Bring Back The Elevenses!

A number of commenters on my "The Politics of Ethanol" post mentioned the crazy American corn surplus. Here are some amazing excerpts from Michael Pollan's The Omnivore's Dilemma: A Natural History of Four Meals: The astounding productivity of American farmers proved to be their own worst enemy, as well as a threat to public health. For when yields rise, the market is flooded with grain, and its price collapses ... The excess biomass works like a vacuum in reverse: Sooner or later, clever marketers will figure out a way to induce the human omnivore to consume the surfeit of cheap calories.

The Dearborn Debate

(Update: This post is also available as a web-only article here.) This afternoon's Republican debate in Dearborn, Michigan went pretty much the way the entire campaign has gone lately: A lot of hype about Fred Thompson, but ultimately a contest between Rudy Giuliani and Mitt Romney. The debate seemed to pass Thompson by. He looked unsteady on his very first response--pausing awkwardly during a riff about the economy--and improved only marginally as the afternoon wore on. Later, Thompson mangled a question about the falling dollar, appearing uncertain as to why the development might be bad.

When Right-wing Attacks Backfire

This is the story of how some bloggers on the right tried to undermine a popular government program, disparage a Baltimore family, and discredit the mainstream media--and how it ended up validating all three in the process. It's a story that starts earlier this month, after Congress had passed a substantial expansion of the State Children's Health Insurance Program (S-CHIP). As readers of this space know--skip down to the break if you can recite chapter and verse on S-CHIP already--the program's purpose is to make sure low-income children get health insurance.

Scotus On State Secrets

The Supreme Court today declined to hear the case of Khaled el-Masri, a German car salesman who was detained--and, he claims, tortured--by the CIA in an unfortunate case of mistaken identity (it took the CIA five months to realize that he was not, in fact, the terrorist Khalid al-Masri). The basic facts of the case don't seem to be in dispute, but the Bush administration successfully argued under the so-called state secrets doctrine that classified information would be revealed to the public had the case been allowed to proceed.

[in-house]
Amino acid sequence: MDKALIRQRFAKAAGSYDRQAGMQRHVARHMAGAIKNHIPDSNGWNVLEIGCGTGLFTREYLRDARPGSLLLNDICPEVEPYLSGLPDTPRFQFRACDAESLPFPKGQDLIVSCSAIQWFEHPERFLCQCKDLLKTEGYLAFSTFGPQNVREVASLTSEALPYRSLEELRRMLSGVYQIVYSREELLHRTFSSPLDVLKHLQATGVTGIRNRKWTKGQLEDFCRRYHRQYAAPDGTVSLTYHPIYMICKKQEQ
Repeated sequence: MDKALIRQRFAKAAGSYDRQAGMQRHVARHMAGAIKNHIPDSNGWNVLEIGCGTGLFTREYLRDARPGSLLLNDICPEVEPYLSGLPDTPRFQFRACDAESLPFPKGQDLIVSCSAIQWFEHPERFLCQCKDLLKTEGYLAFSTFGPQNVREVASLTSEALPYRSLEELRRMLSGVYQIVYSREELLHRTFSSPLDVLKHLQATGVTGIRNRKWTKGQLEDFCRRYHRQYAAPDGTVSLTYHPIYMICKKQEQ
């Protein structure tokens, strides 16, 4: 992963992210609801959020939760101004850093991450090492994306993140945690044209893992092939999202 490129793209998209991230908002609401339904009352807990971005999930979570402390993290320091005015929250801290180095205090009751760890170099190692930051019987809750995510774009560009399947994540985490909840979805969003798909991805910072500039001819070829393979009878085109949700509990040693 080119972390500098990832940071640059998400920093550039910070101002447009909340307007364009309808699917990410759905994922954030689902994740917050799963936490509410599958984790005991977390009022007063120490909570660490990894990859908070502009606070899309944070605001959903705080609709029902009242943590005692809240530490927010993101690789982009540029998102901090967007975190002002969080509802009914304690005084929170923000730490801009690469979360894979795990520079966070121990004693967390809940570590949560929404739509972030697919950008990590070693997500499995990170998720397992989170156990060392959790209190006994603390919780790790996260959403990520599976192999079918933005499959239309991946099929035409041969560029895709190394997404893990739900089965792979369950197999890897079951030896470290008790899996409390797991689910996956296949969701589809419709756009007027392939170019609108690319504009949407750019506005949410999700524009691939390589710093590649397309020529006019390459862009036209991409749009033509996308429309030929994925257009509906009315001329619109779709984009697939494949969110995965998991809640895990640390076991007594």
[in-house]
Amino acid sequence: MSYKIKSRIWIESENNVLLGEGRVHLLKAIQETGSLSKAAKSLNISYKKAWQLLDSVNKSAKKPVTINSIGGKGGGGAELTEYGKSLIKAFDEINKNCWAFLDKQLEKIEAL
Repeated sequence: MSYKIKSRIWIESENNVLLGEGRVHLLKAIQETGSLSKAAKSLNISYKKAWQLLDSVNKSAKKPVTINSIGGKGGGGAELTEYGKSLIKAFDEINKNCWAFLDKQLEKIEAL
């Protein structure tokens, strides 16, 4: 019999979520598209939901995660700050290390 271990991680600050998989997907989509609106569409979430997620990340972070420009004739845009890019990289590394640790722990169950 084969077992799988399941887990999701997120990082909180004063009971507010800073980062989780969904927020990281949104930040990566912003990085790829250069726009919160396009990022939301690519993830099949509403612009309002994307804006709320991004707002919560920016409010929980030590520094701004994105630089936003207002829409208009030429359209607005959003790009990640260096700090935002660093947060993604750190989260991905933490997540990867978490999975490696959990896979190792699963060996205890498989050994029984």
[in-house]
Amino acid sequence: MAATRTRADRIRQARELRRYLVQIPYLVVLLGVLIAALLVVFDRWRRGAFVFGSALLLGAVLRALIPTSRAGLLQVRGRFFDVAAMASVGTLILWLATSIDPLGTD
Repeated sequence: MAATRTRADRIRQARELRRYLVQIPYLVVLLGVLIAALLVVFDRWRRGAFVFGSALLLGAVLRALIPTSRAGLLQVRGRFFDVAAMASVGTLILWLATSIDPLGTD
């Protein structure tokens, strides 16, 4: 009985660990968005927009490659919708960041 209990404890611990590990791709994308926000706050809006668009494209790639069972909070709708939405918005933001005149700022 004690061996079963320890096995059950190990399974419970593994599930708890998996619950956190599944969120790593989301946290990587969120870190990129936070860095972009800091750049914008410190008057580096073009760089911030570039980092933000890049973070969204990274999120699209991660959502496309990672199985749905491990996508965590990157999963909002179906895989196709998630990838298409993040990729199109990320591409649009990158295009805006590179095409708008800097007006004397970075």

Gop Debate

Some reactions: Fred Thompson looked distracted, especially when answering questions about the economy. It was as if he were thinking of something else (his next movie or what he was going to order for dinner that night) and had to focus instead on some boring political question about social security or the disparity between the Dow and people's perception of the economy. Is he just rusty, or does he not really want to do this? Of the frontrunners, Romney had the clearest and most forthright answers. If you listen closely, you hear a moderate Republican beneath the rhetoric.

Everyone Is Talking About Thomas

What to think of Clarence Thomas' memoirs? In The Washington Post, Jabari Asim offers up a mixed review, and notes that Thomas' famous comment about his Court hearings--"a high-tech lynching for uppity blacks who in any way deign to think for themselves"--was inspired by To Kill A Mockingbird.

Doubting Thomas

As Clarence Thomas continues his global self-pity tour, the Post's Ruth Marcus helps set the record straight: First, Hill did not wait 10 years to complain about his behavior. Susan Hoerchner, a Yale Law School classmate of Hill's, described how she complained of sexual harassment while working for Thomas, saying the EEOC chairman had "repeatedly asked her out . . . but wouldn't seem to take 'no' for an answer." Ellen Wells, a friend, said Hill had come to her, "deeply troubled and very depressed," with complaints about Thomas's inappropriate behavior.

Off By A Bit

During yesterday's Blackwater hearing, Republicans kept complaining that everyone was ignoring all the good news about private military firms in Iraq. They were especially high on CEO Erik Prince's argument that Blackwater guards "only" discharged their weapons 195 times in more than 16,000 missions in Iraq since 2005--"barely" one percent.

Liberal Racism

If Supreme Court Justice Clarence Thomas were liberal and University of Chicago English Professor Richard Stern were conservative, the latter's ugly little missive on Open University would already have been loudly denounced as racist by all the right people. But such are the double-standards of our political discourse. Stern's post is patronizing throughout (he refers to "young Clarence"), and doesn't really say anything until the end.

Thomas's Comeback
October 03, 2007

Clarence Thomas is back in the prints, and so is Anita Hill. Before you rush to Hill's corner, let me call your attention to the sympathetic review of a Ken Foskett's book, Judging Thomas: The Life and Times of Clarence Thomas, that appeared in the October 25, 2004 issue of TNR. The review was written by David J. Garrow, that great chronicler of the civil rights movement and the author of Bearing the Cross, a biography of Martin Luther King Jr. It surprised readers then, and it will surprise readers now.